Did you know just how many people around the world live in the dark, with no access to the electric power grid? How about that another 1 billion people suffer from power cuts that last up to 18-hours per day in countries like Nepal?
Without access to modern power, the cost of energy is higher than anyone should bear. Fuels such as kerosene cost families up to 30% of their income, just for a few measly hours of dim, smoky light, and indoor air pollution that is responsible for more deaths each year than malaria. In Nepal, exposure to kerosene increases women's likelihood of tuberculosis by nine-fold.
There are a lot of innovators who have seen the solar-light at the end of the energy poverty tunnel, and are working hard to reach it. Providing billions of people with the clean technology products that will turn energy from a life-threatening struggle into a life changing opportunity is one of the biggest and most enlightened business opportunities of our time.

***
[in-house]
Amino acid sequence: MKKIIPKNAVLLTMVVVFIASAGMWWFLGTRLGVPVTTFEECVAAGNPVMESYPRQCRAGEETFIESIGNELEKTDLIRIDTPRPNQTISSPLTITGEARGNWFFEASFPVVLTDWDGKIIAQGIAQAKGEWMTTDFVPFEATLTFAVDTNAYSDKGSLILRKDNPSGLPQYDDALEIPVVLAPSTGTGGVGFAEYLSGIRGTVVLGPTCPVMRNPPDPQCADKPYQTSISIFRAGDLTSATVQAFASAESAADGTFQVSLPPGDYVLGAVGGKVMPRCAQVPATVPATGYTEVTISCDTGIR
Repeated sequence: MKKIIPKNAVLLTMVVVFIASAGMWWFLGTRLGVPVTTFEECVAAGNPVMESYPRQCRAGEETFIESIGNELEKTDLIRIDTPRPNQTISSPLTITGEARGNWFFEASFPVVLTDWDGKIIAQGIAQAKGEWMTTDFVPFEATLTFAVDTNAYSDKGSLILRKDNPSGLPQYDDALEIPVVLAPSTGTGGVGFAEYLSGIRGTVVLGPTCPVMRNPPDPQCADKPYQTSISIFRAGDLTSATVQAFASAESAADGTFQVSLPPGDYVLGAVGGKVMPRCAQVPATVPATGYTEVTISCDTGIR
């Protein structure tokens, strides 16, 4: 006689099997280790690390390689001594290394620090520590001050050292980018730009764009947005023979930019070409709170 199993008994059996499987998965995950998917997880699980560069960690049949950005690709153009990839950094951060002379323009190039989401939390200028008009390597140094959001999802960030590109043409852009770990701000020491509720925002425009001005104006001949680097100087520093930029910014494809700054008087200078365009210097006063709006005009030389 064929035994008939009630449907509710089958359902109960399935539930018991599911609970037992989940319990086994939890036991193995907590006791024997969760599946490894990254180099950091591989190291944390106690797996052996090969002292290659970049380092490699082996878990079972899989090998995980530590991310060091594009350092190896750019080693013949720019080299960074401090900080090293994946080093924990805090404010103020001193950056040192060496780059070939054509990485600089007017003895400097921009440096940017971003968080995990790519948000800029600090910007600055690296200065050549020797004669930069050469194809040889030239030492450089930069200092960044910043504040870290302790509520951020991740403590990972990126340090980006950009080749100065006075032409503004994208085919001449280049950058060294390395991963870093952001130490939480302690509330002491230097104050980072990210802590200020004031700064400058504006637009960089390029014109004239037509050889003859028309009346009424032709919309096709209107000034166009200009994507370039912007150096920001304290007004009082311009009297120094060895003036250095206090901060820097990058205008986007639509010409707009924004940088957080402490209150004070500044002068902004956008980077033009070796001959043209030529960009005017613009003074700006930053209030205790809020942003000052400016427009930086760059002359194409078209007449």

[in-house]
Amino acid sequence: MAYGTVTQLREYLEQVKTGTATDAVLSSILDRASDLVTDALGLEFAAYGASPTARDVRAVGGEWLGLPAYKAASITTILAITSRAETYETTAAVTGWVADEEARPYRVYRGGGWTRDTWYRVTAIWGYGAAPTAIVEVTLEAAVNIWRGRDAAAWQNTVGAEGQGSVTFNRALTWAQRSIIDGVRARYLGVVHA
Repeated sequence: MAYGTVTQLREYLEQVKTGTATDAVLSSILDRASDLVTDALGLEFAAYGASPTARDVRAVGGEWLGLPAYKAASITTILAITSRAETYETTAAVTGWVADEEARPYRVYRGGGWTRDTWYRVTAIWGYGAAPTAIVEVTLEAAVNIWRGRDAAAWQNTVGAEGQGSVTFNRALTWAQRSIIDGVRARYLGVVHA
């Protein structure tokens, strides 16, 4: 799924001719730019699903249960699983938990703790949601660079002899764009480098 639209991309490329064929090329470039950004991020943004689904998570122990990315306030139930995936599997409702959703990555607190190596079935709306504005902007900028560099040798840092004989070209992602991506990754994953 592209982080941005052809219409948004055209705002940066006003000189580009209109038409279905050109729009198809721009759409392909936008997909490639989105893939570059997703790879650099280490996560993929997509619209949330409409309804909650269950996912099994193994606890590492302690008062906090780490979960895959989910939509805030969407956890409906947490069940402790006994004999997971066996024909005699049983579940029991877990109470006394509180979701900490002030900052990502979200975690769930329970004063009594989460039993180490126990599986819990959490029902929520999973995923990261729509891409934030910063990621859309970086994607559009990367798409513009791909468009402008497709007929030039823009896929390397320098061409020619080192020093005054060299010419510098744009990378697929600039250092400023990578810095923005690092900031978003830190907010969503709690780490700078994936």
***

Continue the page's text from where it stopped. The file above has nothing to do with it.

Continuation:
That is exactly what Dutch entrepreneurs Camille van Gestel and Maurits Groen thought. They've developed the WakaWaka: A handsome, well-designed and quality product that is still affordable for people living at the 'Bottom of the Pyramid'.
After charging in the sun, WakaWakas provide 16 solid hours of very bright reading light, every day. WakaWaka Power can also charge your tablet or smartphone, or anything else that is USB-chargeable!
"Because of the advancement in quality and efficiency of both solar panels and LED lights, we have been able to design and produce a top quality product that is affordable for people that have abundant sunlight but a small income." Says Maurits Groen, co-founder. "Thanks to WakaWaka, people will be able to save many, many times the amount they now spend on dirty, dangerous kerosene and bad batteries. Instead, they will have very good light from the sun for free."
WakaWaka's are shining brightly in the homes of people living in over 80 different countries already and Empower Generation is excited to begin the process of introducing them in Nepal.